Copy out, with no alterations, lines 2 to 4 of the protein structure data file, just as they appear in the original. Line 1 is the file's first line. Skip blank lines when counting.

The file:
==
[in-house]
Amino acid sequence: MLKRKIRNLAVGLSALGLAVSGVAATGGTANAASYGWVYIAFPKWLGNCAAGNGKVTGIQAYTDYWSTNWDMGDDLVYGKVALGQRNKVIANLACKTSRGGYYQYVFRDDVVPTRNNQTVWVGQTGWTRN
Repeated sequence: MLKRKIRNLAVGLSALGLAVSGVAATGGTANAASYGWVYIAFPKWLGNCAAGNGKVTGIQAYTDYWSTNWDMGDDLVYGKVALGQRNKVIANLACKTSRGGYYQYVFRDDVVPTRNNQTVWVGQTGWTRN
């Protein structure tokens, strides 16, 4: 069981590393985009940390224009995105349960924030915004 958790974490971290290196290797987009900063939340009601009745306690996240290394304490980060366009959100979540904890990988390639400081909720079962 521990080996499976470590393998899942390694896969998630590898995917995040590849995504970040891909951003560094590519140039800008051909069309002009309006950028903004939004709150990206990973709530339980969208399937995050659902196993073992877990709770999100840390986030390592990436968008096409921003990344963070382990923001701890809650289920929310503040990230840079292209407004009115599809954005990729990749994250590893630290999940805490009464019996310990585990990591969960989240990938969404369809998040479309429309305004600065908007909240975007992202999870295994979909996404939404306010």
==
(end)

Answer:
Amino acid sequence: MLKRKIRNLAVGLSALGLAVSGVAATGGTANAASYGWVYIAFPKWLGNCAAGNGKVTGIQAYTDYWSTNWDMGDDLVYGKVALGQRNKVIANLACKTSRGGYYQYVFRDDVVPTRNNQTVWVGQTGWTRN
Repeated sequence: MLKRKIRNLAVGLSALGLAVSGVAATGGTANAASYGWVYIAFPKWLGNCAAGNGKVTGIQAYTDYWSTNWDMGDDLVYGKVALGQRNKVIANLACKTSRGGYYQYVFRDDVVPTRNNQTVWVGQTGWTRN
């Protein structure tokens, strides 16, 4: 069981590393985009940390224009995105349960924030915004 958790974490971290290196290797987009900063939340009601009745306690996240290394304490980060366009959100979540904890990988390639400081909720079962 521990080996499976470590393998899942390694896969998630590898995917995040590849995504970040891909951003560094590519140039800008051909069309002009309006950028903004939004709150990206990973709530339980969208399937995050659902196993073992877990709770999100840390986030390592990436968008096409921003990344963070382990923001701890809650289920929310503040990230840079292209407004009115599809954005990729990749994250590893630290999940805490009464019996310990585990990591969960989240990938969404369809998040479309429309305004600065908007909240975007992202999870295994979909996404939404306010």